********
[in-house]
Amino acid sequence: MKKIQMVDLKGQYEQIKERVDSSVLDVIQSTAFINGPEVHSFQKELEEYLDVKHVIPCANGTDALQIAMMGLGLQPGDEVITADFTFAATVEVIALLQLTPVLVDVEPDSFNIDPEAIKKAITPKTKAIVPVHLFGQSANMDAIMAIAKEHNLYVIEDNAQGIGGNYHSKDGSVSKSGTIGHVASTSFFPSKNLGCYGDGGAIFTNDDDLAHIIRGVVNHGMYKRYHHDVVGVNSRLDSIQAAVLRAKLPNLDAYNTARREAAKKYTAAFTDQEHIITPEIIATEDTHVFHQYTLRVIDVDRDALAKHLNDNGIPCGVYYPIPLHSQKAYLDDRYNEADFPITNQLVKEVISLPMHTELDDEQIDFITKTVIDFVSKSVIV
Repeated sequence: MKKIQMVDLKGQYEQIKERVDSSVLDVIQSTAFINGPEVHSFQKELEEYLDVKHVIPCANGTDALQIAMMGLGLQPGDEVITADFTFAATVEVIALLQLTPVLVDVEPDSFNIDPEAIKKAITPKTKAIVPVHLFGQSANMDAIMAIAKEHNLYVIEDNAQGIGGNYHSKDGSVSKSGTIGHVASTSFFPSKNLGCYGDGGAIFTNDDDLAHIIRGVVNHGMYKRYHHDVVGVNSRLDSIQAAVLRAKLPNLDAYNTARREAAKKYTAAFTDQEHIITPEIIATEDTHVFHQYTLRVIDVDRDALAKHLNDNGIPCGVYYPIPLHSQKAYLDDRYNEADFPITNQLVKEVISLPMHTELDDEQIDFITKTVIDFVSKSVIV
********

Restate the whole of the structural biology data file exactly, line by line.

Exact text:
[in-house]
Amino acid sequence: MKKIQMVDLKGQYEQIKERVDSSVLDVIQSTAFINGPEVHSFQKELEEYLDVKHVIPCANGTDALQIAMMGLGLQPGDEVITADFTFAATVEVIALLQLTPVLVDVEPDSFNIDPEAIKKAITPKTKAIVPVHLFGQSANMDAIMAIAKEHNLYVIEDNAQGIGGNYHSKDGSVSKSGTIGHVASTSFFPSKNLGCYGDGGAIFTNDDDLAHIIRGVVNHGMYKRYHHDVVGVNSRLDSIQAAVLRAKLPNLDAYNTARREAAKKYTAAFTDQEHIITPEIIATEDTHVFHQYTLRVIDVDRDALAKHLNDNGIPCGVYYPIPLHSQKAYLDDRYNEADFPITNQLVKEVISLPMHTELDDEQIDFITKTVIDFVSKSVIV
Repeated sequence: MKKIQMVDLKGQYEQIKERVDSSVLDVIQSTAFINGPEVHSFQKELEEYLDVKHVIPCANGTDALQIAMMGLGLQPGDEVITADFTFAATVEVIALLQLTPVLVDVEPDSFNIDPEAIKKAITPKTKAIVPVHLFGQSANMDAIMAIAKEHNLYVIEDNAQGIGGNYHSKDGSVSKSGTIGHVASTSFFPSKNLGCYGDGGAIFTNDDDLAHIIRGVVNHGMYKRYHHDVVGVNSRLDSIQAAVLRAKLPNLDAYNTARREAAKKYTAAFTDQEHIITPEIIATEDTHVFHQYTLRVIDVDRDALAKHLNDNGIPCGVYYPIPLHSQKAYLDDRYNEADFPITNQLVKEVISLPMHTELDDEQIDFITKTVIDFVSKSVIV